This is a whimiscal pen indeed. I got it for less than ten dollars brand new– in the fall of 2007. It has all the styling cues of pens of the 1980s, although I guess there is a little bit of taper in the body. It’s also got a bent point.
Pardon? Yes, bent– it presents a little triangular foot to the writing surface, which allows it to make big fat wet marks… just like a brush. It’s specifically designed for East Asian calligraphy, and various Japanese makers will offer a similar thing under names like “fude” and “fudemanen” (although the former can also refer to something with an actual fibrous brush-like object). Turning it over allows it to be used without splashing great gouts of ink onto the page, but it feels very funny. I suspect this it because the weight of the pen (and the operator, for that matter) is being concentrated by the bend, rather than taken up by the flexibility of the point. It is closer to ball-point than fountain pen writing.
There have been questions raised about the consistency of Hero pens, as I mention on the previous page. Some people get duds. This particular example of this particular model is pretty well made, and doesn’t look like it’s going to fail in the near future. On the other hand, they’re pretty inexpensive, so you won’t be wasting a pile of money if it doesn’t work.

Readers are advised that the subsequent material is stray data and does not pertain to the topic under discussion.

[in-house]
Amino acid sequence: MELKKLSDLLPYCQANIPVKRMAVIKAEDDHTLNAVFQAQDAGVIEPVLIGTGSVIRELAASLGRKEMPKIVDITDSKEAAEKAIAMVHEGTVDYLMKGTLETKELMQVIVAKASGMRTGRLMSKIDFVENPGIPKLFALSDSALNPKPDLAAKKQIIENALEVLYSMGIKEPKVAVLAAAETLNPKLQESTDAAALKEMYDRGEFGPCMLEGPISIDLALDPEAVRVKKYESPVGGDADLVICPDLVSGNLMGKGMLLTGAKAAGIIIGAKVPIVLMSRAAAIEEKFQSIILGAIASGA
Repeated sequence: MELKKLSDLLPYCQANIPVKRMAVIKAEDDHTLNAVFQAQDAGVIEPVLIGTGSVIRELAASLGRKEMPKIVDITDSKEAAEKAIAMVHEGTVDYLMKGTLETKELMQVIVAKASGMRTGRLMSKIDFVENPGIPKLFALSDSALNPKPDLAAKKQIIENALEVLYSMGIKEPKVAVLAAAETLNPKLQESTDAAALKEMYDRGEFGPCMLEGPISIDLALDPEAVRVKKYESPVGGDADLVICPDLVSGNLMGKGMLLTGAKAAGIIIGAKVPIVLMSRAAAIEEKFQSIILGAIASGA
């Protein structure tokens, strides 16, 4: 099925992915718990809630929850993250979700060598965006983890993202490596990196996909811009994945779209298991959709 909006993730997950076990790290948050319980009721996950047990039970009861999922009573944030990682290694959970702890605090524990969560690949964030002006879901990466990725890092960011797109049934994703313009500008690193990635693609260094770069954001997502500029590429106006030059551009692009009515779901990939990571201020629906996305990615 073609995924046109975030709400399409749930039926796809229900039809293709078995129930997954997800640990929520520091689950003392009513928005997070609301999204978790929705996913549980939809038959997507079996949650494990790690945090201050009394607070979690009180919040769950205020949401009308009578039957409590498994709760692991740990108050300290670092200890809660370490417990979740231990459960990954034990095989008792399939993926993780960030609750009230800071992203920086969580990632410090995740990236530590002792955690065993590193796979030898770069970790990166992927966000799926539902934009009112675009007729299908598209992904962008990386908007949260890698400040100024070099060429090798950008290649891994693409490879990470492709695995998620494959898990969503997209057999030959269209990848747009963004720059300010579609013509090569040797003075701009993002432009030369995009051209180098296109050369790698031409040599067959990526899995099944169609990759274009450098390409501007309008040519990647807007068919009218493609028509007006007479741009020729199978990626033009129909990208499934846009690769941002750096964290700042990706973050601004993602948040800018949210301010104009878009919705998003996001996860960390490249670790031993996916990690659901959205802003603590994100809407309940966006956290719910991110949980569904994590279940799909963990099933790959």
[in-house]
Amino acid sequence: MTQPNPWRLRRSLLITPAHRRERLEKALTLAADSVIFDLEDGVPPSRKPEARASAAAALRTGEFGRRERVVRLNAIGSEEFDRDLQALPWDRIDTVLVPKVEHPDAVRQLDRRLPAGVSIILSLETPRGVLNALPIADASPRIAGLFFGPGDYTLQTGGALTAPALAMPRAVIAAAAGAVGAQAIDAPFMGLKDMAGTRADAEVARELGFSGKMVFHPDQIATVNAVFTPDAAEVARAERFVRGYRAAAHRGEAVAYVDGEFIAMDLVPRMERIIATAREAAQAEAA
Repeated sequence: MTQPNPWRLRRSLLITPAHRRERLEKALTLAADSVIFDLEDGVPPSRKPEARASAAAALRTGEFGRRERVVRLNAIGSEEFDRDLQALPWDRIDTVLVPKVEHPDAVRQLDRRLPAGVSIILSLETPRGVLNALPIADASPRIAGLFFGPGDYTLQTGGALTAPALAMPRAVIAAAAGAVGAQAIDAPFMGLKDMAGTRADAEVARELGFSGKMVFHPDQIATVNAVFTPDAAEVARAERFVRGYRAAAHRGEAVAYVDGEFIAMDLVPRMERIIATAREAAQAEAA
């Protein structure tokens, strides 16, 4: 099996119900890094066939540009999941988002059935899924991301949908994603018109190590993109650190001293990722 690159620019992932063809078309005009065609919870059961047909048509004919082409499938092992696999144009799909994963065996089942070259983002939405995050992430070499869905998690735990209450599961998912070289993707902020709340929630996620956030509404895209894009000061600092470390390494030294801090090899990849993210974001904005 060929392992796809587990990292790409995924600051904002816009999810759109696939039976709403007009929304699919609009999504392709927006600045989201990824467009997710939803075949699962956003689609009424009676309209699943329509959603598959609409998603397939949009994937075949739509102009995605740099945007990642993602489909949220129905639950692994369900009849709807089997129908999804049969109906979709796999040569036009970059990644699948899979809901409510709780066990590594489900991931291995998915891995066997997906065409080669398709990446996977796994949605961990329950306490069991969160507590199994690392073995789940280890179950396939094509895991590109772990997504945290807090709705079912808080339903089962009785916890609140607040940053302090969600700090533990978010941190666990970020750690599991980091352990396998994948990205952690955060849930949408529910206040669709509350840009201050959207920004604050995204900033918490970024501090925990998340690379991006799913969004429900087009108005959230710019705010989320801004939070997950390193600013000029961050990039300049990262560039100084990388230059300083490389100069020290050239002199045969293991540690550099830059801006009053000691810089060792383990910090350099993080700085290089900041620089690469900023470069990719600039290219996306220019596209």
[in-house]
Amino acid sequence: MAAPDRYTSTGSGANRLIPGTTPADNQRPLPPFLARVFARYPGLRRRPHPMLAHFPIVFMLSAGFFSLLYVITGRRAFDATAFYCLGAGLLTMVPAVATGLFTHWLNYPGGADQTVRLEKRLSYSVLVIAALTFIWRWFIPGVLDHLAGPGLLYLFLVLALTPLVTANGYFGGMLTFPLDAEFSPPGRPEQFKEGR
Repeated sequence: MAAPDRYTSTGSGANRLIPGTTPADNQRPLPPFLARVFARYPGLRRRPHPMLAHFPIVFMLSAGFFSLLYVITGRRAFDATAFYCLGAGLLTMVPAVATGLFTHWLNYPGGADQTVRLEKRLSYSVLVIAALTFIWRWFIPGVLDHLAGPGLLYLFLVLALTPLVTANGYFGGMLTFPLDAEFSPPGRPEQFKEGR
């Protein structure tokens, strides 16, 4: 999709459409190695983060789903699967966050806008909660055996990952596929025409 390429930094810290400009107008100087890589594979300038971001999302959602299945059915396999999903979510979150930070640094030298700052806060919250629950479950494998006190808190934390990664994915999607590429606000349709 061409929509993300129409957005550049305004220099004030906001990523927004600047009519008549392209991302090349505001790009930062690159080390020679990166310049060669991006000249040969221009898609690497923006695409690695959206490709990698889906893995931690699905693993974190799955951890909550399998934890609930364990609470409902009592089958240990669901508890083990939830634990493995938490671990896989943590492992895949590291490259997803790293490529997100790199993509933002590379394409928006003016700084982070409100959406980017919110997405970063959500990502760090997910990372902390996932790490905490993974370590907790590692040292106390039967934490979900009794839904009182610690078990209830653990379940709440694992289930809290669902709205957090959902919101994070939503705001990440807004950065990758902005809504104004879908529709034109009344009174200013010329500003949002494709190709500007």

Production Run: Apart from “sometime in the mid-1980s” as a guess, I don’t know the starting date, and they likely wrapped up production prior to 2010 (it may still be in production, but I can’t find it on the company website).
Cost When New: $10 from an importer in the US in 2007; likely a good deal less in China.
Size: 13.4 cm long capped, 14.3 cm posted, 11.8 cm uncapped.
Point: I think plated steel; I haven’t been curious enough to break into it and check, and at that price it’s unlikely to be gold (although Hero does offer some 12k points, and there’s not much gold in that).
Filler: Press-bar, capacity approx. 0.5 ml
If you are relying on the preceding information to win a bet or impress a teacher, you should read the site’s scholarly caveat. Remember, this is the internet, and it’s full of bad information.